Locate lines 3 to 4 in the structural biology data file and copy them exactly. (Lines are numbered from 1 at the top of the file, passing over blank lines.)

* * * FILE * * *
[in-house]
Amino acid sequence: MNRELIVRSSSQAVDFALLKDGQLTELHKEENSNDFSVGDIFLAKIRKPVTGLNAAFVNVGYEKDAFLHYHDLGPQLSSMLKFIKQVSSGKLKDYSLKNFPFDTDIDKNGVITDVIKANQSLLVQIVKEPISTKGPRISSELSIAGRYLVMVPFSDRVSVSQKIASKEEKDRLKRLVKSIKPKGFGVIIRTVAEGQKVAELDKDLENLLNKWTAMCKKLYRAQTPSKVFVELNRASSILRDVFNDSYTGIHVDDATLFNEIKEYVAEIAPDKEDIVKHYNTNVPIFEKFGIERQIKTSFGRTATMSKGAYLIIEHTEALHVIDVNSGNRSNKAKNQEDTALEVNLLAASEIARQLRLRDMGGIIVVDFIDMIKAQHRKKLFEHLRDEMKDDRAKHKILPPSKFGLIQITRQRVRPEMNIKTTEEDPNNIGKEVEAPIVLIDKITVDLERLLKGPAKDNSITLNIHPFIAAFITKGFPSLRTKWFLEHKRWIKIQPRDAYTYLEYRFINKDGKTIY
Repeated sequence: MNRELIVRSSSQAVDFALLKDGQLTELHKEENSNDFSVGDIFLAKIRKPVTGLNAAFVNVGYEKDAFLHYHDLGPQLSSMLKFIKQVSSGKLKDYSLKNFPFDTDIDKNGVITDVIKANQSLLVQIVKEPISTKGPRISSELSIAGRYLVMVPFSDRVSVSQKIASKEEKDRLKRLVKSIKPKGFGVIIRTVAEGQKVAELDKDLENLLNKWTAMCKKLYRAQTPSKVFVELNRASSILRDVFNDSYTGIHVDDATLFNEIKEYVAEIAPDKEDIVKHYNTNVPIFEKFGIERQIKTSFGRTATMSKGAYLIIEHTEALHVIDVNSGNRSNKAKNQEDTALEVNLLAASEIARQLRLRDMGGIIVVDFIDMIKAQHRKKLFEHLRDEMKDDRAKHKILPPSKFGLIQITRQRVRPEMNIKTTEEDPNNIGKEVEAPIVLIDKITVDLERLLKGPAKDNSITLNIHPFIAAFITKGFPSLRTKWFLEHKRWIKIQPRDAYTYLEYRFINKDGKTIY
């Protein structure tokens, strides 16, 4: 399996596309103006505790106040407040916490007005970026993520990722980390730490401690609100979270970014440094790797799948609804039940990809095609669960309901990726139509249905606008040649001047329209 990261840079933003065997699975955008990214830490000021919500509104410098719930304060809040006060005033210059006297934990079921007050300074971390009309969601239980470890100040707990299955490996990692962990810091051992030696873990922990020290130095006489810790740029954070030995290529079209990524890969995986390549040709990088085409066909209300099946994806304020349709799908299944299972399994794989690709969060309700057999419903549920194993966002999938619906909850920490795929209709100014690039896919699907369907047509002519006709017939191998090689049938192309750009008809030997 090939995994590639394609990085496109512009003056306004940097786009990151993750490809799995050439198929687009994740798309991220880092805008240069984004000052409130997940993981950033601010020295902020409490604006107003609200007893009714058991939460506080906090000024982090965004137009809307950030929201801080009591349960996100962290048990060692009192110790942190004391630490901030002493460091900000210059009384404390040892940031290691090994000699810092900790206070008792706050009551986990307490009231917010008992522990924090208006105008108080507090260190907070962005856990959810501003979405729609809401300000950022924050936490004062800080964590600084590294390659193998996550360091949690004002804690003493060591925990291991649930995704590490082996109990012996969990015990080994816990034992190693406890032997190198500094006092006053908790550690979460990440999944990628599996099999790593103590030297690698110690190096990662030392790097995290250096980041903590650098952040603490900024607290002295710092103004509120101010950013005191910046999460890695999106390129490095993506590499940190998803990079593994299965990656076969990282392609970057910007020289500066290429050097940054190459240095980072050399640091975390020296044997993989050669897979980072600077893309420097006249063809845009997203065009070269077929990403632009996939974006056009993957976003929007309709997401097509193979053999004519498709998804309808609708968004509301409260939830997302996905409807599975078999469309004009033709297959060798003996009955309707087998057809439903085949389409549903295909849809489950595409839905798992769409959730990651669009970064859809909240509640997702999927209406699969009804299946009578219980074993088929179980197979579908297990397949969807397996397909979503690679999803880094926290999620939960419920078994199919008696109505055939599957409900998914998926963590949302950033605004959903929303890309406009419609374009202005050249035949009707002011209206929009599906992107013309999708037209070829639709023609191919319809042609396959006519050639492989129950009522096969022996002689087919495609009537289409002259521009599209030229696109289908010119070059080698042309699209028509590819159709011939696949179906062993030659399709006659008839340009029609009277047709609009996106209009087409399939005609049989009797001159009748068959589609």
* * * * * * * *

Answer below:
Repeated sequence: MNRELIVRSSSQAVDFALLKDGQLTELHKEENSNDFSVGDIFLAKIRKPVTGLNAAFVNVGYEKDAFLHYHDLGPQLSSMLKFIKQVSSGKLKDYSLKNFPFDTDIDKNGVITDVIKANQSLLVQIVKEPISTKGPRISSELSIAGRYLVMVPFSDRVSVSQKIASKEEKDRLKRLVKSIKPKGFGVIIRTVAEGQKVAELDKDLENLLNKWTAMCKKLYRAQTPSKVFVELNRASSILRDVFNDSYTGIHVDDATLFNEIKEYVAEIAPDKEDIVKHYNTNVPIFEKFGIERQIKTSFGRTATMSKGAYLIIEHTEALHVIDVNSGNRSNKAKNQEDTALEVNLLAASEIARQLRLRDMGGIIVVDFIDMIKAQHRKKLFEHLRDEMKDDRAKHKILPPSKFGLIQITRQRVRPEMNIKTTEEDPNNIGKEVEAPIVLIDKITVDLERLLKGPAKDNSITLNIHPFIAAFITKGFPSLRTKWFLEHKRWIKIQPRDAYTYLEYRFINKDGKTIY
């Protein structure tokens, strides 16, 4: 399996596309103006505790106040407040916490007005970026993520990722980390730490401690609100979270970014440094790797799948609804039940990809095609669960309901990726139509249905606008040649001047329209 990261840079933003065997699975955008990214830490000021919500509104410098719930304060809040006060005033210059006297934990079921007050300074971390009309969601239980470890100040707990299955490996990692962990810091051992030696873990922990020290130095006489810790740029954070030995290529079209990524890969995986390549040709990088085409066909209300099946994806304020349709799908299944299972399994794989690709969060309700057999419903549920194993966002999938619906909850920490795929209709100014690039896919699907369907047509002519006709017939191998090689049938192309750009008809030997 090939995994590639394609990085496109512009003056306004940097786009990151993750490809799995050439198929687009994740798309991220880092805008240069984004000052409130997940993981950033601010020295902020409490604006107003609200007893009714058991939460506080906090000024982090965004137009809307950030929201801080009591349960996100962290048990060692009192110790942190004391630490901030002493460091900000210059009384404390040892940031290691090994000699810092900790206070008792706050009551986990307490009231917010008992522990924090208006105008108080507090260190907070962005856990959810501003979405729609809401300000950022924050936490004062800080964590600084590294390659193998996550360091949690004002804690003493060591925990291991649930995704590490082996109990012996969990015990080994816990034992190693406890032997190198500094006092006053908790550690979460990440999944990628599996099999790593103590030297690698110690190096990662030392790097995290250096980041903590650098952040603490900024607290002295710092103004509120101010950013005191910046999460890695999106390129490095993506590499940190998803990079593994299965990656076969990282392609970057910007020289500066290429050097940054190459240095980072050399640091975390020296044997993989050669897979980072600077893309420097006249063809845009997203065009070269077929990403632009996939974006056009993957976003929007309709997401097509193979053999004519498709998804309808609708968004509301409260939830997302996905409807599975078999469309004009033709297959060798003996009955309707087998057809439903085949389409549903295909849809489950595409839905798992769409959730990651669009970064859809909240509640997702999927209406699969009804299946009578219980074993088929179980197979579908297990397949969807397996397909979503690679999803880094926290999620939960419920078994199919008696109505055939599957409900998914998926963590949302950033605004959903929303890309406009419609374009202005050249035949009707002011209206929009599906992107013309999708037209070829639709023609191919319809042609396959006519050639492989129950009522096969022996002689087919495609009537289409002259521009599209030229696109289908010119070059080698042309699209028509590819159709011939696949179906062993030659399709006659008839340009029609009277047709609009996106209009087409399939005609049989009797001159009748068959589609």